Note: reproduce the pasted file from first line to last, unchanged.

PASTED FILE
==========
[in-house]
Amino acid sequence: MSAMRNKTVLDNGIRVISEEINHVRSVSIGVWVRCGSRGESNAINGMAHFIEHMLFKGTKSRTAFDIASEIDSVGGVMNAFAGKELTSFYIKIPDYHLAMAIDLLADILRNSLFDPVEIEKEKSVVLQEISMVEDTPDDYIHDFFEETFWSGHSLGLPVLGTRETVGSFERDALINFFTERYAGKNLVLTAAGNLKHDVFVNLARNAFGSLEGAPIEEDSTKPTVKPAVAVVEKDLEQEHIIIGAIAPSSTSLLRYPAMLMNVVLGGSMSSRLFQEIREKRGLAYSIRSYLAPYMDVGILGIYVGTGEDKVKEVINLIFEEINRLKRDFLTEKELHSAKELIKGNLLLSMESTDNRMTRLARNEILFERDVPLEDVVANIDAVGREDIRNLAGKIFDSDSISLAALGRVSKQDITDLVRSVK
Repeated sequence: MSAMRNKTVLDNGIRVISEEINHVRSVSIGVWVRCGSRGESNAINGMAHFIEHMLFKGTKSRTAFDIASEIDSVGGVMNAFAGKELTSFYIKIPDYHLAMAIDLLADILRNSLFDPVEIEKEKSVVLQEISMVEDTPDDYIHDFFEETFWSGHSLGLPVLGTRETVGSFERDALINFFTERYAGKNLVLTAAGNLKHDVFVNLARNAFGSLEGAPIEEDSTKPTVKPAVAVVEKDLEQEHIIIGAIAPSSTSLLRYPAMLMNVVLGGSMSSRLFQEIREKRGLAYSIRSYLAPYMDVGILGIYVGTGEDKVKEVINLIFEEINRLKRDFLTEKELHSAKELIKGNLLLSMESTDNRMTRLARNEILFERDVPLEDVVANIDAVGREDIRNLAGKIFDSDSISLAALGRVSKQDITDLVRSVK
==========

[in-house]
Amino acid sequence: MSAMRNKTVLDNGIRVISEEINHVRSVSIGVWVRCGSRGESNAINGMAHFIEHMLFKGTKSRTAFDIASEIDSVGGVMNAFAGKELTSFYIKIPDYHLAMAIDLLADILRNSLFDPVEIEKEKSVVLQEISMVEDTPDDYIHDFFEETFWSGHSLGLPVLGTRETVGSFERDALINFFTERYAGKNLVLTAAGNLKHDVFVNLARNAFGSLEGAPIEEDSTKPTVKPAVAVVEKDLEQEHIIIGAIAPSSTSLLRYPAMLMNVVLGGSMSSRLFQEIREKRGLAYSIRSYLAPYMDVGILGIYVGTGEDKVKEVINLIFEEINRLKRDFLTEKELHSAKELIKGNLLLSMESTDNRMTRLARNEILFERDVPLEDVVANIDAVGREDIRNLAGKIFDSDSISLAALGRVSKQDITDLVRSVK
Repeated sequence: MSAMRNKTVLDNGIRVISEEINHVRSVSIGVWVRCGSRGESNAINGMAHFIEHMLFKGTKSRTAFDIASEIDSVGGVMNAFAGKELTSFYIKIPDYHLAMAIDLLADILRNSLFDPVEIEKEKSVVLQEISMVEDTPDDYIHDFFEETFWSGHSLGLPVLGTRETVGSFERDALINFFTERYAGKNLVLTAAGNLKHDVFVNLARNAFGSLEGAPIEEDSTKPTVKPAVAVVEKDLEQEHIIIGAIAPSSTSLLRYPAMLMNVVLGGSMSSRLFQEIREKRGLAYSIRSYLAPYMDVGILGIYVGTGEDKVKEVINLIFEEINRLKRDFLTEKELHSAKELIKGNLLLSMESTDNRMTRLARNEILFERDVPLEDVVANIDAVGREDIRNLAGKIFDSDSISLAALGRVSKQDITDLVRSVK